Bloomington’s urban tree population has increased in number and diversity and remains healthy, according to a recent inventory by the Davey Resource Group for the Department of Parks and Recreation.
Davey Resource Group project leader Aren Flint said the inventory ran from February to August, with an average of four arborists in the field at a time. The inventory allows the city to better assess the needs of the community.
“You don’t know what you’re managing unless you can inventory it,” said Lee Huss, urban forester for Bloomington Parks and Recreation.
Huss said trees are important to a community because they capture stormwater, trap carbon and cool the city, in addition to raising property values.
“Trees should be considered as infrastructure, not as an amenity, because they do provide an ecological benefit to the community,” Huss said. “The trees do provide a positive return on investment.”
Flint compared Bloomington’s urban forest to other cities she has done inventories for in terms of stocking level, health and maintenance.
“In the state of Indiana, I would say that it’s the top,” Flint said.
Over the past 12 years, Bloomington’s public tree population has grown by 56% and now consists of 168 different species, according to a city press release. Diversity is important because it protects the tree population from being wiped out from certain insects and diseases, said Professor Burnell Fischer, leader of the Bloomington Urban Forestry Research Group.
Bloomington’s biggest obstacle to diversity is maple trees, Fischer said.
“Red maple trees turn red in the fall, and IU is the big red, so they like to plant red maple trees,” Fischer said. “The problem is there’s way too many red maple trees on IU’s campus. The threat is that if we ever have something, a disease or insect, that damages red maple trees, we’re really in trouble.”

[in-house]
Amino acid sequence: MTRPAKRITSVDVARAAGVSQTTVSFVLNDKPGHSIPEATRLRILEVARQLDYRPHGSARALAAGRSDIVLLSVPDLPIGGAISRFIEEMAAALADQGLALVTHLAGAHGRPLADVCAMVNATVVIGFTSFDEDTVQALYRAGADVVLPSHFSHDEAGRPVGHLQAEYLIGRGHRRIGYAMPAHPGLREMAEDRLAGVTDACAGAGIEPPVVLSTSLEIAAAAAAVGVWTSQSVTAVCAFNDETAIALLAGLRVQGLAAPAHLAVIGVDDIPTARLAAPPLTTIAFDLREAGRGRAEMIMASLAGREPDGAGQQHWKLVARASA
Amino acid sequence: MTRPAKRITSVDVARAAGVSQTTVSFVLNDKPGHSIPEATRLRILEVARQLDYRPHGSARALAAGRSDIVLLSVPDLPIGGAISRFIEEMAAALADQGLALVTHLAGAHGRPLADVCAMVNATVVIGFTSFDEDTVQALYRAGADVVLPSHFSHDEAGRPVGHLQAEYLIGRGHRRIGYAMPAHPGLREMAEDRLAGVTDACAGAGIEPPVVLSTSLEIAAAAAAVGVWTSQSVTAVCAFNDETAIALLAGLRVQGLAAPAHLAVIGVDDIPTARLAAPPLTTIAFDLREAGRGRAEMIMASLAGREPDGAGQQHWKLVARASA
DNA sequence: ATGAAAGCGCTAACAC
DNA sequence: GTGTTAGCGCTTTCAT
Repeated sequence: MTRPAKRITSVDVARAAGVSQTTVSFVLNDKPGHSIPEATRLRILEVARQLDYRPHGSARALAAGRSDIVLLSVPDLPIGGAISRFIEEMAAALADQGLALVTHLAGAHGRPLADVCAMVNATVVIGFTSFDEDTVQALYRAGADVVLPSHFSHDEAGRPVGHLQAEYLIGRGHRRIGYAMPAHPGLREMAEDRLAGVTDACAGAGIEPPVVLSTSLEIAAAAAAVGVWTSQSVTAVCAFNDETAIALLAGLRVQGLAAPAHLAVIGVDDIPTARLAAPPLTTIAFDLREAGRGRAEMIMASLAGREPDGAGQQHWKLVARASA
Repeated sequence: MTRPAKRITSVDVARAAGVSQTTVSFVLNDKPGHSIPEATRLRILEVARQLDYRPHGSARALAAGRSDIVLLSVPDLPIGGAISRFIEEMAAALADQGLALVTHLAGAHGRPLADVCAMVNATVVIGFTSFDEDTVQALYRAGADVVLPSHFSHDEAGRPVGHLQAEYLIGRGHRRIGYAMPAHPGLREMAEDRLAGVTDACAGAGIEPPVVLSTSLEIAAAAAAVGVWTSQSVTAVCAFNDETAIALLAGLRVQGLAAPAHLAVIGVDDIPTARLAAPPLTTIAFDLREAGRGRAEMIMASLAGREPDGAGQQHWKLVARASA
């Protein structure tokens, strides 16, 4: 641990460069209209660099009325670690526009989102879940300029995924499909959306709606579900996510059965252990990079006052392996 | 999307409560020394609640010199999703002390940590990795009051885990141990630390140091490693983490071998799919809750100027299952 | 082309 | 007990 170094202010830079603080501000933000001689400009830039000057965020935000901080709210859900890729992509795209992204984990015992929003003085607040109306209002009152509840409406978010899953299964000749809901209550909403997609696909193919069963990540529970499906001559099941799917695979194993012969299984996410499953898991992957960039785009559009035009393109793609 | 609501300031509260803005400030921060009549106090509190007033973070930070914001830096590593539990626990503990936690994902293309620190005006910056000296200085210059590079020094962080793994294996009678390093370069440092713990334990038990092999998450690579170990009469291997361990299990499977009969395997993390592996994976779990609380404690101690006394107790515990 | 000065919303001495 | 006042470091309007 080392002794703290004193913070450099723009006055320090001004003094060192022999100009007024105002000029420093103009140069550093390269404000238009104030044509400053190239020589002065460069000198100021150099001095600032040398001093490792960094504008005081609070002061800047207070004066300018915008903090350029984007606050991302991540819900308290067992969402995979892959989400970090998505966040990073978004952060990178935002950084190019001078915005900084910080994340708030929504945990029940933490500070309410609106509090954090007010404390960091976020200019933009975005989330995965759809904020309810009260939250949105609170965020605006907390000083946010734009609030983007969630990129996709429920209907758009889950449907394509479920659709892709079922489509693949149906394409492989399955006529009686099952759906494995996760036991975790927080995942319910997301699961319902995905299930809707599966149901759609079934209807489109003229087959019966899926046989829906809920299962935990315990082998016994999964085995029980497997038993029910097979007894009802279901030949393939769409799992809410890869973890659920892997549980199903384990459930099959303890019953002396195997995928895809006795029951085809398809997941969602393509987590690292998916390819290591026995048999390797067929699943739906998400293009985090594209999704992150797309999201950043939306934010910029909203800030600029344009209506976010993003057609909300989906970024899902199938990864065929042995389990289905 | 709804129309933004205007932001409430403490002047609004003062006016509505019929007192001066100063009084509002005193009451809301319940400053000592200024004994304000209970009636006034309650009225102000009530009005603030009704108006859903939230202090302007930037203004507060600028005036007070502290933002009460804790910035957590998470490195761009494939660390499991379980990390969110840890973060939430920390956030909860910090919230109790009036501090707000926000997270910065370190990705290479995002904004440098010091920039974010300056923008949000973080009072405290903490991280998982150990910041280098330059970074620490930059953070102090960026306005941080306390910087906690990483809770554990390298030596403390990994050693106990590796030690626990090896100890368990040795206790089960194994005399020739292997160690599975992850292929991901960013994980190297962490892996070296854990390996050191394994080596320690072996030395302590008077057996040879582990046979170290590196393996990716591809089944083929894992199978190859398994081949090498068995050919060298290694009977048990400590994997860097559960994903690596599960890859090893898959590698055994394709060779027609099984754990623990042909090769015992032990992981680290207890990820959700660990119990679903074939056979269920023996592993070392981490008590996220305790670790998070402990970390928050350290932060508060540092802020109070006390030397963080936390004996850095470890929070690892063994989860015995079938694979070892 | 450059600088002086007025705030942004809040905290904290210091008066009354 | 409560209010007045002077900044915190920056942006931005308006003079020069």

The same is true for the city’s urban forests. The inventory shows that maple trees remain dominant. Their share of the urban forest has decreased from 30% in 1994 to 24% in 2019, according to the press release.
Huss said the ash trees were recently targeted by an insect called the emerald ash borer, and 8% of the city’s urban forest was affected. If Bloomington’s urban forest was not as diverse, the results could have been devastating, like other areas in the midwest.
“The trees are in, for the most part, pretty good shape,” Huss said.
Huss works with an advisory Tree Commission, and the group has a five-year management plan that will be ending this year. When the group devises the next plan, Huss said he wants to address important issues that were previously not included.
“We didn’t discuss five years ago much about climate change,” Huss said. “That plan didn’t discuss much about invasive tree issues.”
The assessment report from the inventory is available to the public on the city’s website. When the arborists were conducting the inventory, they would take note of the species, location and maintenance and upload that information to an online system called Treekeeper.
Treekeeper displays the trees and information about the trees on an interactive map. Treekeeper can be accessed from the city’s website or from this link https://bloomingtonin.treekeepersoftware.com/.
“Most public streets in Bloomington have street trees on them, which is something that the community has asked for,” Huss said. “This has always been a tree-loving community.”